The trade deadline is one month away and there's little chance the Calgary Flames will do anything radical to their roster.
Few teams will be active given cap restrictions that will render all-day coverage on Feb. 27 a colossal waste of programming that could otherwise be used for paintball championships.
The reality is, the Flames aren't missing much.
Daymond Langkow's top line is as potent as the league has (no matter who plays on it), Matthew Lombardi's second unit has helped turn the club into one of the league's highest-scoring teams and the balance of third- and fourth-line checkers have fared well enough to keep their jobs, outside of Jeff Friesen and Jamie Lundmark, of course.
The goaltending tandem is solid and the emergence of Mark Giordano has ensured the top six defencemen are competent enough to keep Andrei Zyuzin in the press box with regularity.
And while you know Darryl Sutter is looking hard to find the next Marcus Nilson or Ville Nieminen, who arrived quietly near the trade deadline to pay big dividends, there is one acquisition out there as obvious as a streaker at Safeway: Bringing back The Eliminator, Martin Gelinas.
Currently playing out the string in Florida where he'll walk as an unrestricted free agent at season's end, Gelinas would easily be farmed out to any team willing to give up a fourth- or fifth-round draft pick.
Truth is, few teams would be interested in the 36-year-old workhorse who has just six goals and 15 assists in 50 games. He's only being used 12 minutes a night.
Nowhere in the world would he be more appreciated than Calgary where the feisty left-winger became a local icon after scoring the winning goal in each of the first three rounds of the club's 2004 playoff run.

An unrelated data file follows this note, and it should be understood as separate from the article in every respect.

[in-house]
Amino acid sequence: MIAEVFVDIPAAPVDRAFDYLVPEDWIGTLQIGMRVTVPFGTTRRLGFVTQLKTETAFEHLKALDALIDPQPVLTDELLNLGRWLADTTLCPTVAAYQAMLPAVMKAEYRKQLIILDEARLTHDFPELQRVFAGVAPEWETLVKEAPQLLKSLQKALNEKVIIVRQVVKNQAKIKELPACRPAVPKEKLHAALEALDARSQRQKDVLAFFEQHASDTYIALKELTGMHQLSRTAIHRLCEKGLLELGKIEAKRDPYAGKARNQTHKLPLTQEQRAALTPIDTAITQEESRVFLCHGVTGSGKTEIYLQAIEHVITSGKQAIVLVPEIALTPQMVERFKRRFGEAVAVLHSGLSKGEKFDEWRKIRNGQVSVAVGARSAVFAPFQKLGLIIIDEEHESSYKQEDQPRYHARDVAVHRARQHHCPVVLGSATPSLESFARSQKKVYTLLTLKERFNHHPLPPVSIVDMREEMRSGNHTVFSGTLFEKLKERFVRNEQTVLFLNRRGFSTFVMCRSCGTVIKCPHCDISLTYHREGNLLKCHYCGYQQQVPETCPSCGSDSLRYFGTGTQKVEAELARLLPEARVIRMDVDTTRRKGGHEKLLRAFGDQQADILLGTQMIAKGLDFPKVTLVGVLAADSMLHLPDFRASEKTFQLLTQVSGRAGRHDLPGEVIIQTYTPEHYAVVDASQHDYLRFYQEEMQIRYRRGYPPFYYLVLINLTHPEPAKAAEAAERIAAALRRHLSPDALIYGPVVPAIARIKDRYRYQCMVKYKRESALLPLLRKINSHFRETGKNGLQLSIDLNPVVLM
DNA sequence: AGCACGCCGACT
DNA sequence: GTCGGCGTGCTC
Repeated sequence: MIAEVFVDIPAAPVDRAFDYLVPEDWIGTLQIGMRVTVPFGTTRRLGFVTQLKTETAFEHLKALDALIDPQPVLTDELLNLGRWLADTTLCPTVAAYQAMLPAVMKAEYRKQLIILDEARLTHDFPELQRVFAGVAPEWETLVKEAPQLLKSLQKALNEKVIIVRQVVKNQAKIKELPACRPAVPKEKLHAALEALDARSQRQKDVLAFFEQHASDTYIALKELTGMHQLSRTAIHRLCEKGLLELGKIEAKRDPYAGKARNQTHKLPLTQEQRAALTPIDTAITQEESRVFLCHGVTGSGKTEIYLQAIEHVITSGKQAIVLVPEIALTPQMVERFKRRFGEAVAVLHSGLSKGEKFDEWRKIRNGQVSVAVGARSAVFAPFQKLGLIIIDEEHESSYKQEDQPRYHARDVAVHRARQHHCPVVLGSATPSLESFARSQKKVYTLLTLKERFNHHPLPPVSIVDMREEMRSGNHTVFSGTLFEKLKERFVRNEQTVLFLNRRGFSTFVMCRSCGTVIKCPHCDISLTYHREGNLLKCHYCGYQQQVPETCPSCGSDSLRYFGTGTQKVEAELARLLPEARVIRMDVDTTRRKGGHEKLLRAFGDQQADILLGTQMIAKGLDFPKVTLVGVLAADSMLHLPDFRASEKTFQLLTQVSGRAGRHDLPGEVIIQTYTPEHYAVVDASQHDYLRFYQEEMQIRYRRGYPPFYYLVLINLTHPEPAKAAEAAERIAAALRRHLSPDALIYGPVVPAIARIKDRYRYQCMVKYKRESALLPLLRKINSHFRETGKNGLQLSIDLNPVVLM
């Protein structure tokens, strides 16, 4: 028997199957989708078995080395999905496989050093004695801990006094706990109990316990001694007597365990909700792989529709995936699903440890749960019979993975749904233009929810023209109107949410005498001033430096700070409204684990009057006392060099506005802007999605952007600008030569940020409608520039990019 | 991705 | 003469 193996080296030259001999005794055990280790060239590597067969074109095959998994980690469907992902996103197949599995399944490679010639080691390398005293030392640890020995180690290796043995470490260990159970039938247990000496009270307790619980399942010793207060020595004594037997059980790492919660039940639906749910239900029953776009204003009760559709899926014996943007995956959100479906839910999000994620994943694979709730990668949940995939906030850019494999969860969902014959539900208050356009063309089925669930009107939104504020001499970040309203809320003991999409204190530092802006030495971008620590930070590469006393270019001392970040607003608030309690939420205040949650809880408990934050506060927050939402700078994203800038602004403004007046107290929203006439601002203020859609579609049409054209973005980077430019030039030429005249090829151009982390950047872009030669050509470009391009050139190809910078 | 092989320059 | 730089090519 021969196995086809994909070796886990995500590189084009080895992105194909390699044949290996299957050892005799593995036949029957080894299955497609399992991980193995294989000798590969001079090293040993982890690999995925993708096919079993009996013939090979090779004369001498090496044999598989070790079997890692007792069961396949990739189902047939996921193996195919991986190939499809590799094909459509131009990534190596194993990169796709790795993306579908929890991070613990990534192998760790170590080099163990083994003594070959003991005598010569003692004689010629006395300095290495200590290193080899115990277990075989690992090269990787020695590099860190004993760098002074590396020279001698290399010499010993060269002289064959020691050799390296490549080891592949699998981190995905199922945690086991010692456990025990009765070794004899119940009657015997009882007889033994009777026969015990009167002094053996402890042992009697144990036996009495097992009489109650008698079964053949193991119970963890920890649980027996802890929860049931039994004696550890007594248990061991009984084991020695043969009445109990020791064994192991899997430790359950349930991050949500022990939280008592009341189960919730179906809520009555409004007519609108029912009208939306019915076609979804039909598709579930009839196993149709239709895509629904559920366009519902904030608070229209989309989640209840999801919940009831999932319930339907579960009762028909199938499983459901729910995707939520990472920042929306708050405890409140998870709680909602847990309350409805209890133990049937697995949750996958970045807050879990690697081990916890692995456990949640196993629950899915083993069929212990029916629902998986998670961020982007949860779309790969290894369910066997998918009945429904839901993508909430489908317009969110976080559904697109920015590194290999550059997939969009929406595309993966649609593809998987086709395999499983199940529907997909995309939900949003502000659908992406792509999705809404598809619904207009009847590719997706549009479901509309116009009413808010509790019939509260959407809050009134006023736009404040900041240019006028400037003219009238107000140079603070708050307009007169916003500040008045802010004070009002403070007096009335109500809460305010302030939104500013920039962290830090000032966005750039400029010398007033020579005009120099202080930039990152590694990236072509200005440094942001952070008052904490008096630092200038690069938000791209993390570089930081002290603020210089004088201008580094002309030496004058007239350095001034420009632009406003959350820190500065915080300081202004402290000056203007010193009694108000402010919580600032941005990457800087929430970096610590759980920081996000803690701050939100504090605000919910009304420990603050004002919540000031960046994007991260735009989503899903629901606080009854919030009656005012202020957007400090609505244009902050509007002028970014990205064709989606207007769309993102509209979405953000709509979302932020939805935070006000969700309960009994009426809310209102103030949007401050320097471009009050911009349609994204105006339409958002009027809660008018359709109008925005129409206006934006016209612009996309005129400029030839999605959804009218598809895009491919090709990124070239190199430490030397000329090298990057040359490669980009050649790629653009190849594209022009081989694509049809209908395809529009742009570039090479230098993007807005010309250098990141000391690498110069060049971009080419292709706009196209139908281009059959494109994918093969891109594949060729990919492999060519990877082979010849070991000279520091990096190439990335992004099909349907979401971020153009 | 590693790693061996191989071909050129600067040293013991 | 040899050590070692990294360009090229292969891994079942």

Reporting to camp every year as the fittest Flame, Gelinas epitomized the work ethic and heart that got the Flames one goal from a Stanley Cup that year.
Two years later, could he duplicate his heroics down the stretch or into the playoffs? Not on your life.
But what the extremely likable Frenchman can do is bolster the Flames' dressing-room character and experience while improving the club's depth.
It simply makes too much sense not to be looked at.
The sentimental favourite, a fan favourite, a players' favourite.
While Flames fans dream of seeing Gary Roberts back in Flames togs or Peter Forsberg crashing around in Cowtown, neither could fit under the club's cap structure without shipping out a pricey player in return.
Sutter has no desire to shake the club up in such fashion or give up any of the prospects he's worked so hard to stockpile.
Gelinas only makes $975,000, putting the Flames on the hook for roughly $225,000 if he's acquired Feb. 27.
Every time he's asked --from the day he signed with Florida to the day he visited with the Panthers earlier this month -- Gelinas reiterates his love for Calgary, where he rented out his home to Roman Hamrlik.
He would've signed here for less money but couldn't turn down the security of Florida's two-year offer.
Well, now Sutter only has to make a two- or three- month commitment without giving up much at all.
He just has to decide if Gelinas can still help this club.
He can. He would.
Make the deal.